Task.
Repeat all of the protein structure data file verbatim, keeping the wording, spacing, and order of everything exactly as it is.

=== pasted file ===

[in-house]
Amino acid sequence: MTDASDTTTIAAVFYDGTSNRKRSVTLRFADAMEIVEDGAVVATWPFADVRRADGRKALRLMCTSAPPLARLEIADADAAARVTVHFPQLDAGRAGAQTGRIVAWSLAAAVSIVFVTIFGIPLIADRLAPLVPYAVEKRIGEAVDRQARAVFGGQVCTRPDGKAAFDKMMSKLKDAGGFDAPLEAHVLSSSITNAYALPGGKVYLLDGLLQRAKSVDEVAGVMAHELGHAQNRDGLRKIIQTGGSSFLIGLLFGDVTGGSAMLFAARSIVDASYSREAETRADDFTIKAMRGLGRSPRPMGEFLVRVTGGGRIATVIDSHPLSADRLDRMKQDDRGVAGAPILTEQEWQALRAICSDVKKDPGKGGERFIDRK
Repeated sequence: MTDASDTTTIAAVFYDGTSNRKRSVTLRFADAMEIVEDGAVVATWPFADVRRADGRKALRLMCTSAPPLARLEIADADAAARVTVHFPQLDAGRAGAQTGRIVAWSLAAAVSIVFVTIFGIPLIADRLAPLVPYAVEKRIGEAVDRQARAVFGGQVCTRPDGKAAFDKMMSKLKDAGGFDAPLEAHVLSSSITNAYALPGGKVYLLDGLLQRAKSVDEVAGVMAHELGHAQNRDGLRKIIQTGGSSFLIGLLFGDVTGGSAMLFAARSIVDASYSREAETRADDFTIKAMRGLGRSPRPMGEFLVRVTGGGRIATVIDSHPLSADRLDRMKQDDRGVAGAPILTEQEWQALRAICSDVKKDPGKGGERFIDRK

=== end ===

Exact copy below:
[in-house]
Amino acid sequence: MTDASDTTTIAAVFYDGTSNRKRSVTLRFADAMEIVEDGAVVATWPFADVRRADGRKALRLMCTSAPPLARLEIADADAAARVTVHFPQLDAGRAGAQTGRIVAWSLAAAVSIVFVTIFGIPLIADRLAPLVPYAVEKRIGEAVDRQARAVFGGQVCTRPDGKAAFDKMMSKLKDAGGFDAPLEAHVLSSSITNAYALPGGKVYLLDGLLQRAKSVDEVAGVMAHELGHAQNRDGLRKIIQTGGSSFLIGLLFGDVTGGSAMLFAARSIVDASYSREAETRADDFTIKAMRGLGRSPRPMGEFLVRVTGGGRIATVIDSHPLSADRLDRMKQDDRGVAGAPILTEQEWQALRAICSDVKKDPGKGGERFIDRK
Repeated sequence: MTDASDTTTIAAVFYDGTSNRKRSVTLRFADAMEIVEDGAVVATWPFADVRRADGRKALRLMCTSAPPLARLEIADADAAARVTVHFPQLDAGRAGAQTGRIVAWSLAAAVSIVFVTIFGIPLIADRLAPLVPYAVEKRIGEAVDRQARAVFGGQVCTRPDGKAAFDKMMSKLKDAGGFDAPLEAHVLSSSITNAYALPGGKVYLLDGLLQRAKSVDEVAGVMAHELGHAQNRDGLRKIIQTGGSSFLIGLLFGDVTGGSAMLFAARSIVDASYSREAETRADDFTIKAMRGLGRSPRPMGEFLVRVTGGGRIATVIDSHPLSADRLDRMKQDDRGVAGAPILTEQEWQALRAICSDVKKDPGKGGERFIDRK